So when the contractors put in our new driveway, they cut a slice out of the planting area for the Driveway Border and the little bed along the west side of the house where the Clematis ‘Jackmanii’ is planted.

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More than that, they left a gap of 4-6 inches between the level of the edging and the level of the plant crowns. It’s hard to see in this picture, but trust me. It was a particular problem with the Clematis, where some of the roots were left exposed.

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Of course in this time of global pandemic I couldn’t just drive down to the hardware store. But thanks to the magic of the internet, I did find a company called Edge Right selling 4 foot strips of steel landscape edging

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Within a few days, it had arrived!

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These strips were intended to be hammered right into the ground. The instructions recommended using a piece of wooden 2×4 between the hammer and the edging. I didn’t find any 2×4, but in the kids’ room I did find a 2004 ESPN Sports Almanac. That did the trick. I knew there was a reason we kept those around!

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Some handy stakes were also included.

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Once I had the metal strips installed, I filled in with topsoil obtained from edging the borders. It looks a little makeshift, as the edging does not go the full length of the border, but I think it’s ok. For most of the season it will be covered in foliage.

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Here it is by the Clematis. I do worry that this year’s Clematis ‘Jackmanii’ won’t be as magnificent as in past years, since it has lost some of its roots and some of its root run.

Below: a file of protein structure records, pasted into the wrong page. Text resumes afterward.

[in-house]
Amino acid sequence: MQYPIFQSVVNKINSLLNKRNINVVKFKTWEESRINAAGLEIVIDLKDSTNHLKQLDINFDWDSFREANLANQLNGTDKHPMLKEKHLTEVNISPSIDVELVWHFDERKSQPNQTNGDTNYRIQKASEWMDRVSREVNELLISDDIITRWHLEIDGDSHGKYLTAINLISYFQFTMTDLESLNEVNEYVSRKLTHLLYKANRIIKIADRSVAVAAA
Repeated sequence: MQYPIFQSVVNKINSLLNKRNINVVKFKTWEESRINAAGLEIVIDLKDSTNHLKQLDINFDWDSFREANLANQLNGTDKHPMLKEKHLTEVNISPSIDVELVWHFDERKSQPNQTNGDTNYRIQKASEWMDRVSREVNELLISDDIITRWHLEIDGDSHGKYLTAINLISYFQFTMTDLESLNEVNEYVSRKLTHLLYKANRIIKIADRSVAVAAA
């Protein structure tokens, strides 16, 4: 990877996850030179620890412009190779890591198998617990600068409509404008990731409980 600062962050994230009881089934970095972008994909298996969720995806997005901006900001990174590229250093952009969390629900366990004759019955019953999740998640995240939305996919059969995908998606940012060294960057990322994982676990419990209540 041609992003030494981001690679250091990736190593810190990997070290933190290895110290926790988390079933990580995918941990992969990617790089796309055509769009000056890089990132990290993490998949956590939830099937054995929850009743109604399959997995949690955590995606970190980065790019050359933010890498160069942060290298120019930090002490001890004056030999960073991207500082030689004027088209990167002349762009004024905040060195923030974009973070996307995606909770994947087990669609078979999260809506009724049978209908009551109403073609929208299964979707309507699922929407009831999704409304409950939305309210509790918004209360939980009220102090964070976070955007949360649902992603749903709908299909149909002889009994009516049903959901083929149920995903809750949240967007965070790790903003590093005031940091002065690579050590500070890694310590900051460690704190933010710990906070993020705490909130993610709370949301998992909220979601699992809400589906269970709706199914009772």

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It’s just now coming out of dormancy, so we should have a better idea in a few weeks. In any case, the added inches of topsoil should help.

43 Comments on “A Hard Edge”

  1. Hopefully your clematis will be fine now that it has lovely new soil to spread into. I think they are pretty tough and will hopefully survive being messed about by the contractor. You never know, it might be its best year yet!

  2. Builders always make a mess of things here too Jason! I think the edging will soon disappear when your plants put on some growth. We also are having amazing temperatures in the low 20s (Celsius) and are making the most of the time and weather for outdoor projects.

  3. Jason, this looks like the edging I’ve been considering putting in one of my beds where the soil keeps spilling down on the path. Was it as easy to put in as suggested by the company? Clematis jackmanii is probably the toughest of the lot – I think you will find that it bounces back pretty well.

  4. That was one evil looking edging before you smashed it into the ground. Looks pretty neat now. I am sure that Jack will thank you with many blooms for taking such measures to keep him happy. My Jack is up about 16″. With all this talk of freezing weather to come makes me a little nervous. I was inspired to raise his trellis when I saw your new ones. Mine aren’t so pretty but they will suffice. He can stretch out this summer.

  5. Actually Jason that looks very efficient ! .. and it doesn’t look bad at all. Sometimes clematis need a shock to their system to regenerate themselves .. I don’t think it will bother Jack that much at all .. in fact you may have an abundance of bloom/foliage, maybe it will think you are trying to get rid of it and it will flourish despite you ? LOL

  6. Hello Jason, that edging does look smart. I wish I could grab some edging like that to save me having to re-edge every year but it is very expensive (though probably worth the cost eventually in terms of time saved). I hope your clematis recovers, it seems such a vigorous plant that I wonder if it will even notice. If you give it a little extra attention with feed, mulch and occasional water, then it will be better than ever. I look forward to seeing pictures of it all over its new trellis in summer.

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